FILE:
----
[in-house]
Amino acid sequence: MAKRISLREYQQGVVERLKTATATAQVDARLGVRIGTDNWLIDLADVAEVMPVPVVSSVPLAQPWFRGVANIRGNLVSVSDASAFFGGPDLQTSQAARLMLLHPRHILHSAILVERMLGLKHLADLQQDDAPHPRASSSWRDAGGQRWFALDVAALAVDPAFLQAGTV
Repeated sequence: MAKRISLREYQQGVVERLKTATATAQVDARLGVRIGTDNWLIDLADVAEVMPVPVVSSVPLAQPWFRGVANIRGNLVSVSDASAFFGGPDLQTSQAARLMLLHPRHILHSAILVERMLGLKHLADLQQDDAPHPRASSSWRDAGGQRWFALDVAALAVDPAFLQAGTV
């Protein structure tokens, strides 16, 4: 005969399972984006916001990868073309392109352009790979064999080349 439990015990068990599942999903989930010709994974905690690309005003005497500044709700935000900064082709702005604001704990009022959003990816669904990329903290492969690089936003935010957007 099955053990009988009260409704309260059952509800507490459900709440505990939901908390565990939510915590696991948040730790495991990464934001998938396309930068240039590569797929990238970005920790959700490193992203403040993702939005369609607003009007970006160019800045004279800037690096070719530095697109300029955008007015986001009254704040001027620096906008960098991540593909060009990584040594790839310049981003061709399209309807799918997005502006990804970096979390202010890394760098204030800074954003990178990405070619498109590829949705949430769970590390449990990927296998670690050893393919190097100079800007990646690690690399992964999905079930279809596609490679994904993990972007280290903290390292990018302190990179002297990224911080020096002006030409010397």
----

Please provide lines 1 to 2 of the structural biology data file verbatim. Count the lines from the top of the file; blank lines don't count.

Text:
[in-house]
Amino acid sequence: MAKRISLREYQQGVVERLKTATATAQVDARLGVRIGTDNWLIDLADVAEVMPVPVVSSVPLAQPWFRGVANIRGNLVSVSDASAFFGGPDLQTSQAARLMLLHPRHILHSAILVERMLGLKHLADLQQDDAPHPRASSSWRDAGGQRWFALDVAALAVDPAFLQAGTV